‘I figured I was just exhausted and rundown:’
Sarah’s story was written by journalist Aletha Wilkinson. The MPN AA thanks Aletha and Sarah for permission to share Sarah’s story.
Scary speech loss
It was when Sarah realised she was having trouble finding her words that the alarm bells really started to ring. “I’ve always had a super, super sharp mind, and yet I started to find myself getting lost for words all the time,” she explains. “So that was one of the first things that really alerted me that there was something not right. I thought possibly I’d had a stroke. “I now know it’s called ‘brain fog’, and it’s associated with blood cancer.” That was the frightening diagnosis Sarah eventually received – after months of begging doctors and specialists to keep investigating.
Even when Sarah initially tried to research her seemingly disparate symptoms, she repeatedly came up empty-handed. “Before I got diagnosed, I’d be Googling like, ‘I can’t think of words’, ‘words aren’t coming out’. You know, ‘twitching eye’ and there was just nothing that ever suggested it was blood cancer,” she explains. “They’re all such broad, weird symptoms.”
It was nearly two years before Sarah was able to learn what was wrong with her. In fact, it wasn’t until a bout of pneumonia landed her in hospital that the mum of one finally started getting some answers, after a routine blood test showed she had elevated platelets. Even then, doctors assured her it was likely just the result of inflammation from her illness. “They said, ‘Your platelets have come back a bit high, but only slightly and it could be because of the medication you’re on,” Sarah says. “They said we’d better retest in a month’s time. And then I got a call from my GP in September last year – I still remember it like it was yesterday. I saw that she was ringing me and I wasn’t expecting it to be anything serious, because I was feeling a lot better than I had. “I didn’t even think for a second there was anything wrong. I’d got over my pneumonia and had no idea why she was ringing me. And she said, ‘Your platelets are really, really high.’ “It was on a Friday. She said, ‘I don’t want you to Google anything over the weekend, but you need to see a haematologist.” “Of course I started madly researching and Googling my platelet count while I was on the phone to her. “And then I just left work, no one even knew I’d gone – I just took my keys and my bag and I remember walking home just sobbing crying.”
The news wasn’t good. After further tests, including a profoundly invasive bone-marrow biopsy, Sarah finally learned she has a Myeloproliferative Neoplasm (MPN), a rare group of incurable blood cancers that start in the bone marrow and have no clear cause. Sarah was advised that she has the Calr mutation. Furthermore, her MPN has a high chance of progressing into Myelofibrosis, which causes extensive scarring in the bone marrow, and can severely reduce life expectancy.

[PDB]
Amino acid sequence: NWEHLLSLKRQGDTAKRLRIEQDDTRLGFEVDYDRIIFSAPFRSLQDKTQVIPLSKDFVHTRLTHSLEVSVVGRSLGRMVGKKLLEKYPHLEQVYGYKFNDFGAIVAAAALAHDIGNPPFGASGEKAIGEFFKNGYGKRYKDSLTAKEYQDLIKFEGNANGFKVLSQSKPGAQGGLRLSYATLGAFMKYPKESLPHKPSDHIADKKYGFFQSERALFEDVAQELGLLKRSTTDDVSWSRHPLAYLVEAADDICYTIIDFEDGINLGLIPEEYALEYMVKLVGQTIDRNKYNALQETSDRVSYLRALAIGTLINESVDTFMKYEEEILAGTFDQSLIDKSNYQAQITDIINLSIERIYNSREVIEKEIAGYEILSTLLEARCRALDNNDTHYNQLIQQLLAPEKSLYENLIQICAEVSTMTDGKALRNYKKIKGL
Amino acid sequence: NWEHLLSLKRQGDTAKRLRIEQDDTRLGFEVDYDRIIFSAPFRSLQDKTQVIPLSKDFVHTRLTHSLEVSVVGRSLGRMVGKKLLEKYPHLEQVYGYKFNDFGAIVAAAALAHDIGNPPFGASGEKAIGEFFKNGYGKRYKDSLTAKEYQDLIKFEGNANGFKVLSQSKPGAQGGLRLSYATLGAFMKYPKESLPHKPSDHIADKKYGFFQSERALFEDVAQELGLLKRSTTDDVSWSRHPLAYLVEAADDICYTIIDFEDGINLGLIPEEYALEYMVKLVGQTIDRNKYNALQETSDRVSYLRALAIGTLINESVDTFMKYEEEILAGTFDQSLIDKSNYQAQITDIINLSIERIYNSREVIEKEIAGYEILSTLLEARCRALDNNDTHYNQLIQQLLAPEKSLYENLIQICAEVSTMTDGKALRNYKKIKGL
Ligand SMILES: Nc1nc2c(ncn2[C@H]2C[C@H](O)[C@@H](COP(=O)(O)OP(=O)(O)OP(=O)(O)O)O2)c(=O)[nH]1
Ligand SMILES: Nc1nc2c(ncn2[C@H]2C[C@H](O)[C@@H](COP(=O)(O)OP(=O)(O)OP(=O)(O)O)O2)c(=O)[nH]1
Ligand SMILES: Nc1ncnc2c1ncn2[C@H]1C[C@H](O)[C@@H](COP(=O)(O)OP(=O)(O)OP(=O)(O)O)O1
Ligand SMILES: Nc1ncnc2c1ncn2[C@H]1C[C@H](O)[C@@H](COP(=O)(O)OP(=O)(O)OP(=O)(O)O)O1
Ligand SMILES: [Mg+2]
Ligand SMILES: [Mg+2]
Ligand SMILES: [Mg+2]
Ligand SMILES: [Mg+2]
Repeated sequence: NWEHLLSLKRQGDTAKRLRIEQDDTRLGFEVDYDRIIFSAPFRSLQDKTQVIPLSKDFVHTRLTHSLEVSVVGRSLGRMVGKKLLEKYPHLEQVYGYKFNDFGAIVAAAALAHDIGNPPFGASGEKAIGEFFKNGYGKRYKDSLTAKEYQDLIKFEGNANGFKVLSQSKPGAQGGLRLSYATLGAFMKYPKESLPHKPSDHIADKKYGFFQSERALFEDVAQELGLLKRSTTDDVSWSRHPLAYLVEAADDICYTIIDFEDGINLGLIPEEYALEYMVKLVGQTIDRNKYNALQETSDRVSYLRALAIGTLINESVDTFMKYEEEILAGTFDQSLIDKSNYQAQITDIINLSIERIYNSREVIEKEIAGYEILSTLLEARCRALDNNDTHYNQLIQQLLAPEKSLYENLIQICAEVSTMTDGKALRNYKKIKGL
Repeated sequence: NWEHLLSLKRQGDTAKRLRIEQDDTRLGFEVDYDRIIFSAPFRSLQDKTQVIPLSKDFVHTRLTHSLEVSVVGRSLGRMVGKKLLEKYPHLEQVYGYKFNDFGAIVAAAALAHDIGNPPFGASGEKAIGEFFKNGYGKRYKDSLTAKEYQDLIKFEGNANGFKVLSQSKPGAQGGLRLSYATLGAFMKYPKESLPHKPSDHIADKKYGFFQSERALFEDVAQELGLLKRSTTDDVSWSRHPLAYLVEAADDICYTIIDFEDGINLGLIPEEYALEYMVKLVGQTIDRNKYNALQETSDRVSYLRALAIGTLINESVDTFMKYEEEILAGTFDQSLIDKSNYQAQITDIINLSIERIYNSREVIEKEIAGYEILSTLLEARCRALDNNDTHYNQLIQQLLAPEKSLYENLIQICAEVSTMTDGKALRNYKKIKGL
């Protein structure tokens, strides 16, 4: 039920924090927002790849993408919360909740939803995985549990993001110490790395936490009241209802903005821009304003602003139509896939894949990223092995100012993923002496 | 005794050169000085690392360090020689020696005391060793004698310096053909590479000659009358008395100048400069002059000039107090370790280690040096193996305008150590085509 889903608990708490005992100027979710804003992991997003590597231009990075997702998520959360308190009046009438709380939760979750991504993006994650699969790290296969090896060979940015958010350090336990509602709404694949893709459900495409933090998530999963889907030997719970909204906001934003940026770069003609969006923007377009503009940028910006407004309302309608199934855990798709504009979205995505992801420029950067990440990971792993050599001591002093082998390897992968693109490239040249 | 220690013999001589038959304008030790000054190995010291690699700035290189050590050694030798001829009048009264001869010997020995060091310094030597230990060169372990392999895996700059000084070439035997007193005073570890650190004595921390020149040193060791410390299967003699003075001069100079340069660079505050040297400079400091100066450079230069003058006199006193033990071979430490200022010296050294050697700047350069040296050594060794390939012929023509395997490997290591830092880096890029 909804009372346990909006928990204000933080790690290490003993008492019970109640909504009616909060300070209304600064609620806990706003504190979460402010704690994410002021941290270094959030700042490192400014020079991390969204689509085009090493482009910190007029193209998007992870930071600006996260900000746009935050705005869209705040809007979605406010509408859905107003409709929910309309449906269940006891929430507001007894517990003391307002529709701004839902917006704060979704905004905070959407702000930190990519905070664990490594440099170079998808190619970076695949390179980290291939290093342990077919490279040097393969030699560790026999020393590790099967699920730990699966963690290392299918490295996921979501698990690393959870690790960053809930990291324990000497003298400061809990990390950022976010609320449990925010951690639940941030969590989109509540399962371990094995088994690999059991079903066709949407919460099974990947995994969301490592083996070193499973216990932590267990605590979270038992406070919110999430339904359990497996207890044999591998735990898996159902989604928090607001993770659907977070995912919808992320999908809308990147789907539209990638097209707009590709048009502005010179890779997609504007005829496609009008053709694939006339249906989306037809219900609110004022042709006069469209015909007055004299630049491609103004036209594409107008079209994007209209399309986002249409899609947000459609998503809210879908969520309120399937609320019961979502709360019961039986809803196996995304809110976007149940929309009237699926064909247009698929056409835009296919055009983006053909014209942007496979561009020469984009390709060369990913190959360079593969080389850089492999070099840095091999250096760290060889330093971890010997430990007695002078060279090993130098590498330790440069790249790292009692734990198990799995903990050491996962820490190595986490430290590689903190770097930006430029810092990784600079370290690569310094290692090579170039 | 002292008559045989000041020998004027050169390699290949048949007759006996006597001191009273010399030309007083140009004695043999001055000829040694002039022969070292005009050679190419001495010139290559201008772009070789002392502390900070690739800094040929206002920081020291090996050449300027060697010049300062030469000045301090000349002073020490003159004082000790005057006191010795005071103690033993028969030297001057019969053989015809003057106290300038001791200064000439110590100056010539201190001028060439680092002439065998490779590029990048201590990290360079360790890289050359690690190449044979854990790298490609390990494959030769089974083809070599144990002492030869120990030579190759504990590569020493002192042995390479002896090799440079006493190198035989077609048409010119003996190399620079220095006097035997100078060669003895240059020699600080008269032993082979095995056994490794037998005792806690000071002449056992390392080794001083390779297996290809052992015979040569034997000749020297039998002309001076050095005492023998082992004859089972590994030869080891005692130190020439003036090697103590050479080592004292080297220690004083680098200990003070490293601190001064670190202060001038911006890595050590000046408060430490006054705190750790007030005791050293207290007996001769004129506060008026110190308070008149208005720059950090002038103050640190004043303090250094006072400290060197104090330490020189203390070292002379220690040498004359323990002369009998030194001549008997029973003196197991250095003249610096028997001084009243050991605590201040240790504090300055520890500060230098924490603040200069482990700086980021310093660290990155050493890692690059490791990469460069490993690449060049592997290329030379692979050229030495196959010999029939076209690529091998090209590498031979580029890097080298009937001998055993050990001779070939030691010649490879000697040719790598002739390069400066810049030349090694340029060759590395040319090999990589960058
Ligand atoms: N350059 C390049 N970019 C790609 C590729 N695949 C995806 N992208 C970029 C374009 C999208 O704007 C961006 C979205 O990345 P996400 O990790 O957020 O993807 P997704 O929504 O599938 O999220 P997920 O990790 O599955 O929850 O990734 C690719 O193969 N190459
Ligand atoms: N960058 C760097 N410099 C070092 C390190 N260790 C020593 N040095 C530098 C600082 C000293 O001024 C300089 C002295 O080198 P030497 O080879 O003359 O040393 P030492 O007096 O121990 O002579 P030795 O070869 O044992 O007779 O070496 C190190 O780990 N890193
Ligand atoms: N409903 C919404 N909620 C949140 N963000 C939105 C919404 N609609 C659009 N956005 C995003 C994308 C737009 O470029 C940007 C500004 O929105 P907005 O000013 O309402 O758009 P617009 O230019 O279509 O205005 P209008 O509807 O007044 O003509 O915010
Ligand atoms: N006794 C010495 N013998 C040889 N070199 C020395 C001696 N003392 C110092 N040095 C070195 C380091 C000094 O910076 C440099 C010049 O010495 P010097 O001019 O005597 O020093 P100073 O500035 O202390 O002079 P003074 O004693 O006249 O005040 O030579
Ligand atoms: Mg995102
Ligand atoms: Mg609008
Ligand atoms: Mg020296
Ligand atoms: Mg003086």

In real terms, that means Sarah is living with the constant fear that the MPN will turn on her at any given moment and Myelofibrosis is a much scarier prospect. “There are two treatment options,” she explains. “Chemo, which will help with symptoms, but won’t stop the progression, or interferon which I inject weekly and can in most people slow the progression. Treatment is for life and that’s something I have grappled with.” “It only helps with your symptoms.”
The reality of being a sick mum
As mum to Rose, now seven, Sarah says one of the most difficult things to navigate has been working out how to talk to her daughter about what’s happening. “I told her about it pretty early on because she knew I was completely different to how I had been,” she says. “Once we had a diagnosis I told her, ‘There’s something wrong with my blood, and the doctors are working to help me manage it and fix it.’ “She is more than aware that I’m constantly going to doctor’s appointments, and my thing has always been never telling her white lies or giving a half truth, not obviously, giving her all gory details about anything, everything in life, but being truthful with her.
Every parent feels the pressure to ensure their children are well looked after – and that weight is even heavier when serious illness enters the picture. “The main thing is the sense that I’m under massive pressure to make sure that she’s looked after,” Sarah explains. “I can’t really can’t let my mind go there, but there are some potentially seriously bad scenarios and they’re the things that keep you awake at night. “Thinking, I’ve got to make sure that if I suddenly get really sick we’ll be able to pay for her schooling if I’m not around.”
An extraordinary breakthrough
Incredibly, a research lab in Adelaide is working on a potential new treatment breakthrough for MPN – they just need more funds to make it happen. “There is evidence to believe that in the next 10 years there could be a potential cure for the mutation that I have,” Sarah explains. “But they need funds to continue the research. I raised $30,000 to help them earlier this year and now, I want to raise $100,000. Purely from a selfish point of view, if they find a cure that would mean I don’t have this bloody thing any more.”
You can read more about the MPN AA fellowship which was made possible thanks to Sarah’s fund raising efforts HERE.